Common Eye Conditions Explained - Part 1

Summer is just around the corner and that means sunshine and good times. While many remember to safeguard against the sun with SPF and to cooldown and hydrate, some healthcare can often be forgotten about – EYECARE. In this blog post, we will discuss common eye conditions among children, what to look for, and how to care for your children’s eyes. 

Among the most common eye conditions within children is conjunctivitis otherwise known as pink eye. This is an infection of the outer membrane of the eyeball and the inner eyelid.  It can be either an allergy, bacterial or a viral infection. Pink eye is highly contagious and very common - there are over 3 million cases of pink eye in the US per year.   Symptoms include redness, irritation and even crusting around the eyes or discharge. If your child has pinkeye, they might have red, irritated eyes and may feel like there is sand under their eyelids. Some children’s eyes might also be very sensitive to light. Symptoms usually resolve within a few days with an anti-viral medication prescribed by a doctor.

Another common eye condition(s) is called refraction error, which means that the shape of your eye does not bend light correctly, resulting in a blurred image.  This is seen in almost 30% of children and growing.  If your child has blurred vision, it could be a sign of myopia (nearsightedness), where objects far away appear blurry.

Hyperopia (farsightedness) is a common vision condition in which you can see distant objects clearly, but objects nearby may be blurry. The degree of your farsightedness influences your focusing ability.

Astigmatism is a common vision problem caused by an error in the shape of the cornea. With astigmatism, the lens of the eye or the cornea, which is the front surface of the eye, has an irregular curve. This can change the way light passes, to your retina, causing blurry, fuzzy, or distorted vision.

If your child tells you that they can’t see words properly or notice any squinting or straining, then it is time to take them to get an eye exam.  Other symptoms may include complaints of discomfort or fatigue, frequent eye rubbing or blinking, headaches, covering one eye, holding objects closer to face, avoiding reading or having a short attention span.  If blurred vision occurs suddenly, especially if accompanied by a sharp headache, bring your child to the doctor or emergency services immediately as these can be very concerning.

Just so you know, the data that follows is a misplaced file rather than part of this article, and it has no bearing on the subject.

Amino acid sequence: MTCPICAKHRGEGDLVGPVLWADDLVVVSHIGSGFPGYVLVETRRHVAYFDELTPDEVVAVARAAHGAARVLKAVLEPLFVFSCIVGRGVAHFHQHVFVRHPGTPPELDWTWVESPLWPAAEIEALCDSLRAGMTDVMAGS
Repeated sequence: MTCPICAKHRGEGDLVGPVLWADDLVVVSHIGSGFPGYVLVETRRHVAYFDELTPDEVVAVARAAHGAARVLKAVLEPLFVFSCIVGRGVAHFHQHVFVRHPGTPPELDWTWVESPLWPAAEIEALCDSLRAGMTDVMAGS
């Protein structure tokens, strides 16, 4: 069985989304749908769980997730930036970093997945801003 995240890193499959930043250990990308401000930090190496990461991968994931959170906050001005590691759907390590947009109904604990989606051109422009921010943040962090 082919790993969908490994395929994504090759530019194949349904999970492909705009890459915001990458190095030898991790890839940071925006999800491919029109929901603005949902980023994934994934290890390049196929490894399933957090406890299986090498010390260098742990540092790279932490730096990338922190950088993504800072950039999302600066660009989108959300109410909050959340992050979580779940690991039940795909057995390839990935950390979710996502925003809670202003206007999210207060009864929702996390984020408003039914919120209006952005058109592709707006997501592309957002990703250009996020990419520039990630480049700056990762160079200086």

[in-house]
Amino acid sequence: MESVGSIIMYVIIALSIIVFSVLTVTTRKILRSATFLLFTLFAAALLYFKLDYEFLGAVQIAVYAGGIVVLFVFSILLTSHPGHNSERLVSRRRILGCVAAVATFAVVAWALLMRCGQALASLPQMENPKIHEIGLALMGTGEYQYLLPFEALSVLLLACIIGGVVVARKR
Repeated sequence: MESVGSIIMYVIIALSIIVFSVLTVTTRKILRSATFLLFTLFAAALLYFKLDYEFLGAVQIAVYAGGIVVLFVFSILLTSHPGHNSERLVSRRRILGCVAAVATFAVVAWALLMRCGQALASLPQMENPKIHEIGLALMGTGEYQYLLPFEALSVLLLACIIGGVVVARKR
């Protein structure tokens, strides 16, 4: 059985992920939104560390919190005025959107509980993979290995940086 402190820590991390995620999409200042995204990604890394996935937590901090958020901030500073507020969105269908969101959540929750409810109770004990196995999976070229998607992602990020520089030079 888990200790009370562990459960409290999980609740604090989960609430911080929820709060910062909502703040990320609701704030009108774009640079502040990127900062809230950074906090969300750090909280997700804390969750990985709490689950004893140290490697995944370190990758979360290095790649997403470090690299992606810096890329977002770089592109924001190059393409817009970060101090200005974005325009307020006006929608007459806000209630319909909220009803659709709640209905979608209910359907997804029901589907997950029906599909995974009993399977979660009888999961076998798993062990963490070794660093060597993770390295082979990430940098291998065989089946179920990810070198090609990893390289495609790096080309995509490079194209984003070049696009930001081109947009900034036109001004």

Another common refractive error is strabismus or cross-eye.  This is usually self-diagnosable. The main symptom of strabismus is that the eyes don’t look in the same direction at the same time, or it may appear that your child’s eyes are pointed inward.  Sometimes this occurs in children when they suppress vision in a weaker eye which helps to avoid double vision but may lead to this lazy eye condition.  This eye condition may also impact the child’s depth perception.  Correction for strabismus normally happens with either glasses or eye muscle surgery. Strabismus surgery (eye muscle surgery) is designed to loosen or tighten the eye muscles, depending on the affliction, which realigns the eyes into the correct position. 

Finally, there is amblyopia or “lazy eye.” This is one of the most common eye disorders in children (more than 200,000 cases in the US per year) and occurs when vision in one or both eyes is impaired because the eye and the brain are not properly working together.  Often this occurs because there is an imbalance of the muscles positioning the eyes.  It may appear that one eye is “lazy” and not following sight with the other.  This condition is also treatable by a medical professional.  Usually, eye patches or corrective lenses are used and the best results typically occur when the child is younger.  Once corrected, the child should have normal vision and may no longer need the patch or corrective eyewear.

While these eye conditions among children are common, they can be very serious. The good news is most are often self-diagnosable and easily treated with proper care.  Corrective eyewear can help most of these conditions but being aware of these conditions and noticing these problems is the first step to making sure your child has healthy eyes.